Monday, May 23, 2011

Bengals: Palmer Still Not Up for Trade

Albert Breer is reporting that Cincinnati Bengals owner Mike Brown is still adamant on either keeping QB Carson Palmer or forcing him to retire. If this is true, Palmer's heavily rumored trade to Seattle - already called a "done deal" by some - won't materialize.

I defended these rumors a few weeks ago as more than your idle cyberspeculation. In a nutshell, Palmer is ready to move on from the Bengals and also has a family matter in the Pacific Northwest that's prompted him to move there. He's already sold his house in Cincinnati, and Twitter murmurings have placed his children in the Seattle vicinity. The circumstances simply make Seattle the only feasible town from which he can both attend to his family and continue playing football. He's financially and personally prepared to retire, and has backed up with actions his threat to either retire or be traded to Seattle.

Mike Brown, one of the most stubborn owners in pro football, seems to be opting for the former. The game of chicken will continue as long as the labor dispute does, so we'd hardly expect Brown to admit the trade's existence right now.

Still, I'm starting to have misgivings.

The unique circumstances here put Palmer and the Seahawks in the driver's seat, meaning that Cincinnati is allegedly willing to accept a surprisingly small compensation - a 2012 5th-rounder and 2013 3rd-rounder - for the quarterback. That would be a watershed for Seattle. Basically, the Bengals are willing to be shortchanged because it's better than being mugged.

Cincinnati's drafting of Andy Dalton also seems to argue for a Palmer trade. Should the Bengals go into training camp with both Palmer and Dalton on the roster, they risk a pricey and distracting QB controversy. It wouldn't be worth it to keep both QB's.

So we've got good reasoning as to why it makes no sense for Mike Brown to hold on to Palmer.

But...that leaves us appealing to the good sense of one of the most notoriously hardheaded owners in the league.

If Mike Brown were known for decisions that made sense, would the Bengals be such a famously shabby organization to begin with? They've been run into the ground. They're awfully cheap. Their scouting practices are highly questionable. Brown routinely interferes with field decisions; head coach Marvin Lewis has been refused the control over the team he needs and deserves. The organization has done little to nothing to help Palmer through his injuries, protect him from new ones, or strengthen his receivers arsenal. Their facilities are shameful - they're a northern team and don't even have an indoor practice field. For further insight, you might enjoy this.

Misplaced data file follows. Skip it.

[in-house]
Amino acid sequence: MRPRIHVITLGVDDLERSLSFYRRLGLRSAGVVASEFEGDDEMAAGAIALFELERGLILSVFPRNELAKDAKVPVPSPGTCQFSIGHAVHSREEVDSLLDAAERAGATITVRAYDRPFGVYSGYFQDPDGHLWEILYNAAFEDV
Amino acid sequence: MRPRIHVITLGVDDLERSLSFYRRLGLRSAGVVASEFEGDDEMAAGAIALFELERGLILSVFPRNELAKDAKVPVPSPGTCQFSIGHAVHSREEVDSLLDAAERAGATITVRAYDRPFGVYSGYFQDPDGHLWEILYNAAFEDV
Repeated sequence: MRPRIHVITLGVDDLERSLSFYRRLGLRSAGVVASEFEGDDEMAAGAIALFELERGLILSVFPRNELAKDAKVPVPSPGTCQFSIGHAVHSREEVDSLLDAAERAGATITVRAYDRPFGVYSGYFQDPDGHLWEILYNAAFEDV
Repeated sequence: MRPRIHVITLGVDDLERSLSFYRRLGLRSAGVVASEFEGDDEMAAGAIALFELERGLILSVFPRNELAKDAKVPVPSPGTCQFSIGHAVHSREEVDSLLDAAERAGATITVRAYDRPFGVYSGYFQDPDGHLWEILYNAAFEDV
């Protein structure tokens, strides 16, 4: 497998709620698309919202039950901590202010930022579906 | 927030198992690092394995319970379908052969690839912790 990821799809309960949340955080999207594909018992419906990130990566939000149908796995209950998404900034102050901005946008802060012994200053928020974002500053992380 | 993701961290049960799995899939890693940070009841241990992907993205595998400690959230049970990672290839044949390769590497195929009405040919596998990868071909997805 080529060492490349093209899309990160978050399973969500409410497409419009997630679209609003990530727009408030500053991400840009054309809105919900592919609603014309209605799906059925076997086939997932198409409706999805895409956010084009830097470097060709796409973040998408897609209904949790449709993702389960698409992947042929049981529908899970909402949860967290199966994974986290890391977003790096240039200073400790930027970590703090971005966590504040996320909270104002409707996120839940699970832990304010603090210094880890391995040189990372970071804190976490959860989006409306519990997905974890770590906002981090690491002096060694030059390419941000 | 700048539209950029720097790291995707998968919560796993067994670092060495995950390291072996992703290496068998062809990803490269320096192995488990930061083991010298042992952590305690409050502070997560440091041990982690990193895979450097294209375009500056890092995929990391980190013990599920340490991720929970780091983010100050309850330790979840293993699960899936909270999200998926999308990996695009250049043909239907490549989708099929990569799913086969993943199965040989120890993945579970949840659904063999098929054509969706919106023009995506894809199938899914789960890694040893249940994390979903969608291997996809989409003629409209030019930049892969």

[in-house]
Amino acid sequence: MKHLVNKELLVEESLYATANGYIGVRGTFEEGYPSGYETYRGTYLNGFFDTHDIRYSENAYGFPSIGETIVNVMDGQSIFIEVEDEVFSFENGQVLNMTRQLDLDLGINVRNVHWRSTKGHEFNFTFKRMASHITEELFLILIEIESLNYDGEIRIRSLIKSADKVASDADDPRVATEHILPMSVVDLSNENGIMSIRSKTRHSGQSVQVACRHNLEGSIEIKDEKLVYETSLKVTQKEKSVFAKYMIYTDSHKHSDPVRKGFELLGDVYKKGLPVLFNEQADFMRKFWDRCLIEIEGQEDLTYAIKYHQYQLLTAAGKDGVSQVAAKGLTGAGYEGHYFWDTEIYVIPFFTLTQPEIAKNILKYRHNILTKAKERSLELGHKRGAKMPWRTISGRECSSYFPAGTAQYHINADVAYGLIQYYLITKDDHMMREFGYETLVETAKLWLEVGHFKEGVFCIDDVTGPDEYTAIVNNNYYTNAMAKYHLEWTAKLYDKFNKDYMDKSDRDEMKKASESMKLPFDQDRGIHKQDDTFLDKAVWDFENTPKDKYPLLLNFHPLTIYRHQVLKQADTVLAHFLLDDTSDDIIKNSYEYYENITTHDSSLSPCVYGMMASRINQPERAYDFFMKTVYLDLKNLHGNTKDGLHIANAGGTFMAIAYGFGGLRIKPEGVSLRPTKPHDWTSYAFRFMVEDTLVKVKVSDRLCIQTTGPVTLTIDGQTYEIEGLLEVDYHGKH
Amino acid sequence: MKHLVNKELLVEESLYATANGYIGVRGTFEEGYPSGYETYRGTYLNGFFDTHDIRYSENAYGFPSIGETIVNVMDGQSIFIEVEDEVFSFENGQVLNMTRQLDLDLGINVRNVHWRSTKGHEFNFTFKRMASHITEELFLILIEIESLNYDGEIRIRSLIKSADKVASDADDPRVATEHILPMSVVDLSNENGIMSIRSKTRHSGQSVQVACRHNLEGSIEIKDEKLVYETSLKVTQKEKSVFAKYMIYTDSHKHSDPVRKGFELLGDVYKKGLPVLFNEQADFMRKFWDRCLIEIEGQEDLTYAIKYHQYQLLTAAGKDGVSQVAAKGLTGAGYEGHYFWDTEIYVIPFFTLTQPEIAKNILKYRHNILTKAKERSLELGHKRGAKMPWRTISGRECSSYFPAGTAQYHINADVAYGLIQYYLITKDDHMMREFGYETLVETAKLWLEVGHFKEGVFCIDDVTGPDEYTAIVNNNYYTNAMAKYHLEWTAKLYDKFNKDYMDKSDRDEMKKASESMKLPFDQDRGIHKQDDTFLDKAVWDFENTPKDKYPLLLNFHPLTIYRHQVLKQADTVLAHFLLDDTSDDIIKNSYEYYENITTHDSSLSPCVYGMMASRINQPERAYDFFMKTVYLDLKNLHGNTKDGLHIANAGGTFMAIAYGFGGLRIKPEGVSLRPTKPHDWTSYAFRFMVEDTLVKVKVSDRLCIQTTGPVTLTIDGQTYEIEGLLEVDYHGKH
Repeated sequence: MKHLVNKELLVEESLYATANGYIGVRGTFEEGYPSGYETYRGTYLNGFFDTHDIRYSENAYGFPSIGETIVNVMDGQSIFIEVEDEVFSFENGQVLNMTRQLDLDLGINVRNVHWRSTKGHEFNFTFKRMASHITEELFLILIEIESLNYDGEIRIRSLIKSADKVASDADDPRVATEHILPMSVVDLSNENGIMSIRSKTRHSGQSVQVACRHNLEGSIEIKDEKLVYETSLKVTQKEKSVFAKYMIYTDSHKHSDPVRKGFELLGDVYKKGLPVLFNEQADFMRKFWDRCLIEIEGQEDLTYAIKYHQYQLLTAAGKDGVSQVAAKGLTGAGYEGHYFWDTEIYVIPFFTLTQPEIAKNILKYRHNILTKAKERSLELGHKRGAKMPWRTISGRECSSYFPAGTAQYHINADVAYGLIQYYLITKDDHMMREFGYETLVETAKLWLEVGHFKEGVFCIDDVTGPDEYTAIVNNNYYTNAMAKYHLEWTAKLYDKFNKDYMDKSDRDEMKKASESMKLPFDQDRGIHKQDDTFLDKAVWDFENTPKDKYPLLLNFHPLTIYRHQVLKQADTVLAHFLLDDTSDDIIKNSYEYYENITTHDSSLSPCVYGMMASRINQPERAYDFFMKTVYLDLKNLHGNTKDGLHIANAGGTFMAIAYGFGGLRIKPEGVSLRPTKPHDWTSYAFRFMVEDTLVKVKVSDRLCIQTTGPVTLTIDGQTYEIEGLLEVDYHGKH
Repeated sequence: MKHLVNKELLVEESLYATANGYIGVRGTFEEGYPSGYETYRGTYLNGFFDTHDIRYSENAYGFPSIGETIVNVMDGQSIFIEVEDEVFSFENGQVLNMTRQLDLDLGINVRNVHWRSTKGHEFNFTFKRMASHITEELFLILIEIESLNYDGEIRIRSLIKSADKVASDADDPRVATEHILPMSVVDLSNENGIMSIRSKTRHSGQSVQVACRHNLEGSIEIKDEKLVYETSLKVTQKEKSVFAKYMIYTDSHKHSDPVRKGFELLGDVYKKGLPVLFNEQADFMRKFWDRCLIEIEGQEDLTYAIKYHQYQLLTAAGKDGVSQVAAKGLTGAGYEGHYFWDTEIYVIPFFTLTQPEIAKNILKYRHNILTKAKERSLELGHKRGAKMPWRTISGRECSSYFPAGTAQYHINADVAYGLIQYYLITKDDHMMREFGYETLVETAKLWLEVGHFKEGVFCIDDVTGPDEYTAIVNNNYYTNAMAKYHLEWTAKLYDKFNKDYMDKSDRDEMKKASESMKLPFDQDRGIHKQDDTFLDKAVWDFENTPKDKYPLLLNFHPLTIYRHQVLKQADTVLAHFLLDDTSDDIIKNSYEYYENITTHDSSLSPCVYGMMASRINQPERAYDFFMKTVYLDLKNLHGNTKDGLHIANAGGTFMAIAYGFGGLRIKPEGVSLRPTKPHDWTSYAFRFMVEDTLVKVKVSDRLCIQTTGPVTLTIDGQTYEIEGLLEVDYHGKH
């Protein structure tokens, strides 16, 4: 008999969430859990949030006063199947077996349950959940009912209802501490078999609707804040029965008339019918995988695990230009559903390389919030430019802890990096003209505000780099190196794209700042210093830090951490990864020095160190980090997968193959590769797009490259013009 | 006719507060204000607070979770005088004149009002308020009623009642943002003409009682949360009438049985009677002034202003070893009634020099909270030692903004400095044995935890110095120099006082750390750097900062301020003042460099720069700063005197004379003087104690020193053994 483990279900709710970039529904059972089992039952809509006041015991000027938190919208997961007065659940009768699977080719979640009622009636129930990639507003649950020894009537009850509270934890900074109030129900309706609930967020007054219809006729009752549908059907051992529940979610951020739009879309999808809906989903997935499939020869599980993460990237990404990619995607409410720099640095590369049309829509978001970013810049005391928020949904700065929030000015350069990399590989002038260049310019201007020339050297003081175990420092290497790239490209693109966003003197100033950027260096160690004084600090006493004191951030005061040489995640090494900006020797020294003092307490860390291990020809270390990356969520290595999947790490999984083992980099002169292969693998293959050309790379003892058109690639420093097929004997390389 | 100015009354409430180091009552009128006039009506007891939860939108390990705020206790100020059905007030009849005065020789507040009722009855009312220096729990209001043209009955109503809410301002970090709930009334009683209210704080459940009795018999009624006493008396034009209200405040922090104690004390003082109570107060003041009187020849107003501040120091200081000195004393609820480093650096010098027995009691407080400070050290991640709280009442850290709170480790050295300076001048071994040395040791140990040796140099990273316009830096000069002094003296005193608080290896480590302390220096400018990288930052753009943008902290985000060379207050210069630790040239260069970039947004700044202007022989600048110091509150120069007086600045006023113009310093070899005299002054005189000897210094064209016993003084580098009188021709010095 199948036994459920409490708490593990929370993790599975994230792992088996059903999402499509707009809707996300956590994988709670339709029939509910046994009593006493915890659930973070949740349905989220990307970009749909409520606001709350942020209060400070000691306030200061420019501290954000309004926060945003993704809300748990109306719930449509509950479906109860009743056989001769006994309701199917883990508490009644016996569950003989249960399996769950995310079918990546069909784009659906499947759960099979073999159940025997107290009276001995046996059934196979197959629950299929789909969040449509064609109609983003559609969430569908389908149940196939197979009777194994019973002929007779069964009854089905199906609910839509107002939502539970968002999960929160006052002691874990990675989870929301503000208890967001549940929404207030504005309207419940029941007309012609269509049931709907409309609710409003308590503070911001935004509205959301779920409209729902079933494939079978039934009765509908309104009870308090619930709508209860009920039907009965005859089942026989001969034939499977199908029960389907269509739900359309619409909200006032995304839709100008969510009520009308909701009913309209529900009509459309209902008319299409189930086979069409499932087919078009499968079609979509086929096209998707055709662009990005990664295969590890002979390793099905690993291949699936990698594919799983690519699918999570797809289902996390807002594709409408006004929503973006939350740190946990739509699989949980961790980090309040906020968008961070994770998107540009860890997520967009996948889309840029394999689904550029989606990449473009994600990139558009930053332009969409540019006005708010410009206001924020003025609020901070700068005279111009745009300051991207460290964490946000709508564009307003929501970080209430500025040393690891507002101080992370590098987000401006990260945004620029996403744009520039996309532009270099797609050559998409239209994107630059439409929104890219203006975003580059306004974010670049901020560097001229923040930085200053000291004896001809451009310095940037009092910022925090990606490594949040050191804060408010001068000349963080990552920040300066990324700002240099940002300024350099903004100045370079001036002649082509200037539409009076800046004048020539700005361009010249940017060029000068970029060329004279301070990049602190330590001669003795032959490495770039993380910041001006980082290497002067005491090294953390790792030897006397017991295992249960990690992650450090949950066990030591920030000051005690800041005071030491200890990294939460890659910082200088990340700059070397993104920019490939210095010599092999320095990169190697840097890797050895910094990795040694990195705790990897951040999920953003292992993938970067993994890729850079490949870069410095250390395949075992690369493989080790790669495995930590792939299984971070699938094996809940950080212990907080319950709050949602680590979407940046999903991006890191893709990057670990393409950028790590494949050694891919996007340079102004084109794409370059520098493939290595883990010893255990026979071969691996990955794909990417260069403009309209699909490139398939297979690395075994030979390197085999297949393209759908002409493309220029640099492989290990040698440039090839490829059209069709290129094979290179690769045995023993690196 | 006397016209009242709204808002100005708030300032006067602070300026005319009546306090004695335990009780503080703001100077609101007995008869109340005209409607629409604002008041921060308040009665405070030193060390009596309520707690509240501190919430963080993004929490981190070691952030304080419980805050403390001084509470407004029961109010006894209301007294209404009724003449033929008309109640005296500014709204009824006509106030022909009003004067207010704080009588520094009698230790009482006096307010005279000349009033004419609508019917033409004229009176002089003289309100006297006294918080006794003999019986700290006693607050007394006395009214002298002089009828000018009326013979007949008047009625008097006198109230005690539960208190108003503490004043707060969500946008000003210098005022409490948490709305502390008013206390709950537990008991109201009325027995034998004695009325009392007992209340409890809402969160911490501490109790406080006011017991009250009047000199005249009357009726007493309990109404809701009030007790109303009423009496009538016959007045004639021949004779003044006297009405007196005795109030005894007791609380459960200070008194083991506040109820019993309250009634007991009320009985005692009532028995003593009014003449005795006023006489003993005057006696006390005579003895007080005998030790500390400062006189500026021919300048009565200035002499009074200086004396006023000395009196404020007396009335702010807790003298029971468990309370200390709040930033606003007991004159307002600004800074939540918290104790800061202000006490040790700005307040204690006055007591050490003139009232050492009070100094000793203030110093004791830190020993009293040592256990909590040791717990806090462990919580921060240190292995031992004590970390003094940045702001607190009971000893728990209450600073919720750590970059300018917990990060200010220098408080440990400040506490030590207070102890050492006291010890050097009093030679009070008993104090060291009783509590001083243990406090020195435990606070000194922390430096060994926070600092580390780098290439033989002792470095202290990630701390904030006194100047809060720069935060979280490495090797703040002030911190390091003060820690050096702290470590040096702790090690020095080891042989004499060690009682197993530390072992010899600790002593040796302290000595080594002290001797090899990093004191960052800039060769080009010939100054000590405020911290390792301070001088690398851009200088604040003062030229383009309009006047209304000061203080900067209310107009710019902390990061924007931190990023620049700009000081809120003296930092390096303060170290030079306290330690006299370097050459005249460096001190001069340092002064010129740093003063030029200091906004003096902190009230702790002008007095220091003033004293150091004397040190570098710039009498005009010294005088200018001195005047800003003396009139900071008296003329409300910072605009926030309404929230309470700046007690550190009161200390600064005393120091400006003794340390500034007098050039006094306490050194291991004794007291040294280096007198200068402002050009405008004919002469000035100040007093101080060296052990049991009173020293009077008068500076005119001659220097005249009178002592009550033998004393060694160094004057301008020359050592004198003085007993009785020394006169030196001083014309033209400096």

That doesn't sound like a guy who we can rely on to decide in the team's best interest.

Something in my gut tells me that Brown might force Palmer to retire purely to avoid setting a bad precedent for the future. If he caves and trades Palmer, no matter what the special circumstances, other players will get a lot bolder with their percolating desires to escape the team. If the franchise QB leaves, it opens the floodgates. Assenting to Palmer's trade request doesn't fit with Brown's image. It would be a coup.

Would a 3rd and a 5th round pick really be better than nothing? Not by draft standards. Most 5th round picks rarely start. Many 3rd-rounders do, but next to a franchise QB, their typical value isn't much. The package Seattle has offered isn't better than nothing - in draft terms, it is nothing. Brown wouldn't be missing much.

And Andy Dalton? His drafting could speak less of an upcoming trade of Palmer and more of an upcoming retirement by Palmer. Mike Brown may simply believe the QB's threat and be drafting a new QB in the expectation that Palmer will follow through.

At this point, my skepticism is slowly bubbling up to the point where I believe the trade rumors only because of multiple independent confirmation. Most of the media is confident that Palmer won't be traded, lending their usual snideness to their dismissals.

I for one find myself hoping they're wrong. Maybe that's just because I hate the average Twitter-pundit, but not entirely. Seattle needs Palmer. A washed-up Palmer is their best option by far now that the draft is past, and there are the connections with head coach Pete Carroll and wide receiver Mike Williams to be mined. But as the infuriating lockout continues and the unlikely nature of this trade impresses itself upon me, I must say that I'm struggling to maintain my optimism.


  1. I don't see it as news at all. It isn't the first time Brown has said he will not trade Palmer. I remain confident (in the rumors, not Carson Palmer, though I agree he is the best option now) that a deal is in the works.

    Frankly, I think Cincinnati will be loathe to give him 18 million dollars for a single season under any circumstances. The last year of that deal was backloaded intentionally, with the understanding that is present in so many huge deals, that it would be reworked before the final year is ever played. The last season hardly has any guaranteed money, which favors the club. If there is a CBA, and it follows the rules of the old CBA, he will ahve a cap hit even if he retires and does not collect a cent from Brown. Everything financial says Brown will deal him, and only ignorance of the most stubborn kind will have Brown actually meaning what he says, and I think in the end his cheapness will overpower his stubbornness.

  2. Hey:
    Here's an interesting article about Charlie Whitehurst in the Tribune:

    I've been saying that I believe Whitehurst is going to be the "starter" heading into 2011. I think that Carroll and Co have more confidence in him than most people think. The above article spells it out very well.

    If he doesn't work out, it's a high pick for QB next draft.